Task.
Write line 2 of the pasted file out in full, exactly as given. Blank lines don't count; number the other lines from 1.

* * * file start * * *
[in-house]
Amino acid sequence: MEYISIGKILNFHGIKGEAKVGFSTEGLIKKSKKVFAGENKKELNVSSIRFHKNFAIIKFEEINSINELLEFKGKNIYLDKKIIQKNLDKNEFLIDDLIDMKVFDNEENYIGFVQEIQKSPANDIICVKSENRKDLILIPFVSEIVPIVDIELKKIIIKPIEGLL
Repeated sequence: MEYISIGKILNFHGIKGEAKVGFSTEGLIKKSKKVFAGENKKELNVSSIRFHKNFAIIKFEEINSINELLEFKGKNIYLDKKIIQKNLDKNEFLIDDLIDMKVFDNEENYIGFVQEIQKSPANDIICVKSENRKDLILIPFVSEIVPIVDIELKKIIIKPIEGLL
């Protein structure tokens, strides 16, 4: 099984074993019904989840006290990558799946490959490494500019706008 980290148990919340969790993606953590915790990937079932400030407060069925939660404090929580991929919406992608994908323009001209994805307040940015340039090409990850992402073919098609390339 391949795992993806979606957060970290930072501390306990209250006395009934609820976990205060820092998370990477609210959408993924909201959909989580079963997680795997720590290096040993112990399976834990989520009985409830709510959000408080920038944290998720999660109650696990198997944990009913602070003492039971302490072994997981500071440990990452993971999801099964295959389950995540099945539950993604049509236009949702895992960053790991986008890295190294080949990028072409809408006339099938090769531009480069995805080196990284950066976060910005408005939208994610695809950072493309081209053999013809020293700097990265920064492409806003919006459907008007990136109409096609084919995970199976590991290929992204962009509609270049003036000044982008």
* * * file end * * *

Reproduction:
Amino acid sequence: MEYISIGKILNFHGIKGEAKVGFSTEGLIKKSKKVFAGENKKELNVSSIRFHKNFAIIKFEEINSINELLEFKGKNIYLDKKIIQKNLDKNEFLIDDLIDMKVFDNEENYIGFVQEIQKSPANDIICVKSENRKDLILIPFVSEIVPIVDIELKKIIIKPIEGLL